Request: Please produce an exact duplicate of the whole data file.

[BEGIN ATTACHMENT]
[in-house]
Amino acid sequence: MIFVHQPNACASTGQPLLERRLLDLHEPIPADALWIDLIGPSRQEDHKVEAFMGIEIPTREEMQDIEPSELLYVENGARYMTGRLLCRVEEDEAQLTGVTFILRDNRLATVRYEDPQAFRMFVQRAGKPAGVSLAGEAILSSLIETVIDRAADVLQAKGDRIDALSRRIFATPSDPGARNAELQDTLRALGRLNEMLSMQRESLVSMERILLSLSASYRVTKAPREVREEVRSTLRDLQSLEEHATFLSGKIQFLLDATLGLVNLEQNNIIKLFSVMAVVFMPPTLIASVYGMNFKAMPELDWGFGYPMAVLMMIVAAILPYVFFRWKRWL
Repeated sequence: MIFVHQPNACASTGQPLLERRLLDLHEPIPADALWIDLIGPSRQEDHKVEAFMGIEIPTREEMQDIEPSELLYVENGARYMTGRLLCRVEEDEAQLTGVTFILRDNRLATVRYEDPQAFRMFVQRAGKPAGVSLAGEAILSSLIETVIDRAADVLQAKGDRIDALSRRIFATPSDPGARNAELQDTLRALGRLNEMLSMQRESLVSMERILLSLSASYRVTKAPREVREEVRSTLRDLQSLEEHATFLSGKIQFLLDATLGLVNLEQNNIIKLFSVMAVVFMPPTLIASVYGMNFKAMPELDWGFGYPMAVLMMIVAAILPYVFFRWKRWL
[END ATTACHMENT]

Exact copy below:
[in-house]
Amino acid sequence: MIFVHQPNACASTGQPLLERRLLDLHEPIPADALWIDLIGPSRQEDHKVEAFMGIEIPTREEMQDIEPSELLYVENGARYMTGRLLCRVEEDEAQLTGVTFILRDNRLATVRYEDPQAFRMFVQRAGKPAGVSLAGEAILSSLIETVIDRAADVLQAKGDRIDALSRRIFATPSDPGARNAELQDTLRALGRLNEMLSMQRESLVSMERILLSLSASYRVTKAPREVREEVRSTLRDLQSLEEHATFLSGKIQFLLDATLGLVNLEQNNIIKLFSVMAVVFMPPTLIASVYGMNFKAMPELDWGFGYPMAVLMMIVAAILPYVFFRWKRWL
Repeated sequence: MIFVHQPNACASTGQPLLERRLLDLHEPIPADALWIDLIGPSRQEDHKVEAFMGIEIPTREEMQDIEPSELLYVENGARYMTGRLLCRVEEDEAQLTGVTFILRDNRLATVRYEDPQAFRMFVQRAGKPAGVSLAGEAILSSLIETVIDRAADVLQAKGDRIDALSRRIFATPSDPGARNAELQDTLRALGRLNEMLSMQRESLVSMERILLSLSASYRVTKAPREVREEVRSTLRDLQSLEEHATFLSGKIQFLLDATLGLVNLEQNNIIKLFSVMAVVFMPPTLIASVYGMNFKAMPELDWGFGYPMAVLMMIVAAILPYVFFRWKRWL